What is breast density and why does it (maybe matter)? We know that it is more difficult to read mammograms of dense breasts (which are normal for pre-menopausal women). The simile is that "it is like looking for a polar bear in a snow storm." There are also suggestions that dense breasts may carry a higher risk for breast cancer. This is an excellent primer from Komen about this issue. I give you the beginning and then a link to read more:
The ABCs of Breast Density (August 2011)
You may have heard health reports about the importance of breast density on a mammogram (also called mammographic density), which has emerged as a strong risk factor for breast cancer in women. But what, exactly, is breast density? What is its role in breast cancer? How do you know if you have dense breasts?
And, if you do have dense breasts, is there anything you can do to lower your breast cancer risk?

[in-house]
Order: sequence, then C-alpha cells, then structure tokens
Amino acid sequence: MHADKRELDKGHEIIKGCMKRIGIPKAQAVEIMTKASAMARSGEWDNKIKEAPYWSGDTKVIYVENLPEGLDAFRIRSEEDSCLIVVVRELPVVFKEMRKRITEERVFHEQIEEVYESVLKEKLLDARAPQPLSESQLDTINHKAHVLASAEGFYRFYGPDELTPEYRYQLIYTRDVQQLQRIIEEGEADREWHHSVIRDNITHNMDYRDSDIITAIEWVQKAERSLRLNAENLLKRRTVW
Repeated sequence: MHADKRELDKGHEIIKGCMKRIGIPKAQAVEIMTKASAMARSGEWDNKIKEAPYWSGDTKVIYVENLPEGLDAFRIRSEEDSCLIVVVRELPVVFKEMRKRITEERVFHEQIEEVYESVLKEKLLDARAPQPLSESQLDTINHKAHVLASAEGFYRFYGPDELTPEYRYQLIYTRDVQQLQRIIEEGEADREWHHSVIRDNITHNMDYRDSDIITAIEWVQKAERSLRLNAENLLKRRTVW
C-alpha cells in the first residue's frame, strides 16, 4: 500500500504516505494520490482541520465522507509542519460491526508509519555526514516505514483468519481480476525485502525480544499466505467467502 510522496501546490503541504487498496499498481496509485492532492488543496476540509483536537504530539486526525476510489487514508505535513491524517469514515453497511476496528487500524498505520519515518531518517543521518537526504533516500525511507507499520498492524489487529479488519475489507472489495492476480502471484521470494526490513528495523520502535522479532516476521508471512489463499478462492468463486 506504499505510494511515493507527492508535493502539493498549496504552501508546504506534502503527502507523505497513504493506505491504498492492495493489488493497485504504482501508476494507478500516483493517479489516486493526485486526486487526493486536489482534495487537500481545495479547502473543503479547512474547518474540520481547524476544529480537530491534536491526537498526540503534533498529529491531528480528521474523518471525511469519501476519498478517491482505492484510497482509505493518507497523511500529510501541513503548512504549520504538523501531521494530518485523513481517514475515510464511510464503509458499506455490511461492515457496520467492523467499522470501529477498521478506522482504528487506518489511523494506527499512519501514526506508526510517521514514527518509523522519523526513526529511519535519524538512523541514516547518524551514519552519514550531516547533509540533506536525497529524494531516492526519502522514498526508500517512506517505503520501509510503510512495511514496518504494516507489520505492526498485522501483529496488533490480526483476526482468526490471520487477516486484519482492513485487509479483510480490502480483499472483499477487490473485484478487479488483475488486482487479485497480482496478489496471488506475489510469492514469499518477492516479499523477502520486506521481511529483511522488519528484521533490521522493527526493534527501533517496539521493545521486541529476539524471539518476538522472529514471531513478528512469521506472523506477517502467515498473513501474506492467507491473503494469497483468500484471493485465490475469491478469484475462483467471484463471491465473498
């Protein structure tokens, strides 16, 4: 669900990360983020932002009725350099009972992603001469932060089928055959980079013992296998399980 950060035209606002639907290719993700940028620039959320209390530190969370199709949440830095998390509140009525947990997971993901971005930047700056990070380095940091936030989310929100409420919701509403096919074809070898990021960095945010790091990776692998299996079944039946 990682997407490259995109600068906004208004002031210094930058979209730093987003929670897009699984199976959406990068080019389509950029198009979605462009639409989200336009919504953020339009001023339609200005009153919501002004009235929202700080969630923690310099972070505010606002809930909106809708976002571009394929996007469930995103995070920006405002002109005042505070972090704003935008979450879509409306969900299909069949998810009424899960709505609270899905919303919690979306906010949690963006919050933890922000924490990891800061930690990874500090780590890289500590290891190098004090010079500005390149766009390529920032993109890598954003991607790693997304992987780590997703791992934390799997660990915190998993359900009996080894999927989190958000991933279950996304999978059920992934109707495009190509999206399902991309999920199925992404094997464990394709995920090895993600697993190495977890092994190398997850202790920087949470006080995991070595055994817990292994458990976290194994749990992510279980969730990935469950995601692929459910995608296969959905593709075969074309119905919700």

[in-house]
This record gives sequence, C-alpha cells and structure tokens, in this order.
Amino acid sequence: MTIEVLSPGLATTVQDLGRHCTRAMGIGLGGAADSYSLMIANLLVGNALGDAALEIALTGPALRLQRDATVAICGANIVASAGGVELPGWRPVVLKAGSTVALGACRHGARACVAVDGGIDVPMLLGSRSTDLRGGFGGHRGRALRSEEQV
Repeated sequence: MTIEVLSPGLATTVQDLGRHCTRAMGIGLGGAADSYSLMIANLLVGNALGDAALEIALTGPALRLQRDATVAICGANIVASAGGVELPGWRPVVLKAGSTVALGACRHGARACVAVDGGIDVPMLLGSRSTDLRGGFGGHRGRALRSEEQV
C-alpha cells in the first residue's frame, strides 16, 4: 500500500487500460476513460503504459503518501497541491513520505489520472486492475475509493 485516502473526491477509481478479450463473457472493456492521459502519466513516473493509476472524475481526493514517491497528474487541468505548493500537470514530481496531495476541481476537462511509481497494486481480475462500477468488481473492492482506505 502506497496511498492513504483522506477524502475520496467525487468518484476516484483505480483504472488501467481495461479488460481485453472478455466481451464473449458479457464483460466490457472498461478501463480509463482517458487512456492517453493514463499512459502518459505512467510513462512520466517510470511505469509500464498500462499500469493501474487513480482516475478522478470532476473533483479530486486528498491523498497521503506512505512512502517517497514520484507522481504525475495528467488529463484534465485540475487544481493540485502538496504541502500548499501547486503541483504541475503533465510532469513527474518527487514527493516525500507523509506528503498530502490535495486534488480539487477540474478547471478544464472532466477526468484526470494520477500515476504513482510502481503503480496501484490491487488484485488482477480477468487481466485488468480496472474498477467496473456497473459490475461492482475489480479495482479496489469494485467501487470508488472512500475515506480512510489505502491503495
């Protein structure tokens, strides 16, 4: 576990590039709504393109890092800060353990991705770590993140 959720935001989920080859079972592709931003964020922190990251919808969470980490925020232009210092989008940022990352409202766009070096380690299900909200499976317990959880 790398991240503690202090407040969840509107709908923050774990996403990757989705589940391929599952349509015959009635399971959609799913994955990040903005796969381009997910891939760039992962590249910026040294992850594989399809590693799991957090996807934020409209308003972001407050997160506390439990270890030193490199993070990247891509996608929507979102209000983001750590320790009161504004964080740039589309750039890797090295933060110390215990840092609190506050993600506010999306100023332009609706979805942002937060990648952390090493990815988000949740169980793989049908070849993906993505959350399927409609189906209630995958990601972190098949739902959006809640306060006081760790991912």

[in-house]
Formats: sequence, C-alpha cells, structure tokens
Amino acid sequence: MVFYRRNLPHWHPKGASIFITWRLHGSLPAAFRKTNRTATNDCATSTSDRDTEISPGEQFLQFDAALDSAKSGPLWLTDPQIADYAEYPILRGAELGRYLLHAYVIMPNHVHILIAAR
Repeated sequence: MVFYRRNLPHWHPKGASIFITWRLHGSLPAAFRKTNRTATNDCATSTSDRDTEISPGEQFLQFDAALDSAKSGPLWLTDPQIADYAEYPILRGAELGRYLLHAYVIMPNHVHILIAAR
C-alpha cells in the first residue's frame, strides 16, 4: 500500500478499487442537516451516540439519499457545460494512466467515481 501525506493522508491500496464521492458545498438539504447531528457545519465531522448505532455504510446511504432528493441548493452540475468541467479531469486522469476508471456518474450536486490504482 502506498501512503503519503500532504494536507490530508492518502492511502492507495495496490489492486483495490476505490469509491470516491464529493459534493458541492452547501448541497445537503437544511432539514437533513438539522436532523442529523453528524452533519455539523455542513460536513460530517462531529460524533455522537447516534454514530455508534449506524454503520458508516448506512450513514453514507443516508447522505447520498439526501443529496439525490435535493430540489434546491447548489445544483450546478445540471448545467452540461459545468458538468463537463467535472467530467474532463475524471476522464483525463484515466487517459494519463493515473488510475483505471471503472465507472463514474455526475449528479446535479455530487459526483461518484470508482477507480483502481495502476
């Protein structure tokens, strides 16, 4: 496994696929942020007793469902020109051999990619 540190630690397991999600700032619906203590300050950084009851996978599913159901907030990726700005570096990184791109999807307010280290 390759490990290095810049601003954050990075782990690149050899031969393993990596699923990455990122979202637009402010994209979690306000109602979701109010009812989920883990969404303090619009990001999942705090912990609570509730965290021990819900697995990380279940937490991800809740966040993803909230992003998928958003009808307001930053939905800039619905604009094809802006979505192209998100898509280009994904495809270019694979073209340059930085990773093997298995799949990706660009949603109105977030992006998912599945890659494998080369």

A woman's breasts are made up mostly of fat and breast tissue. Breast tissue is the network of lobules (sacs that produce milk) and ducts (canals that carry milk from the lobules to the nipple openings during breastfeeding). Connective tissue helps hold everything in place.
What is breast density?
Breast density is a way to describe the composition of a woman's breasts. This measure compares the area of breast and connective tissue seen on a mammogram to the area of fat. Breast and connective tissue are denser than fat and this difference shows up on a mammogram.
High breast density means there is a greater amount of breast and connective tissue compared to fat. Low breast density means there is a greater amount of fat compared to breast and connective tissue.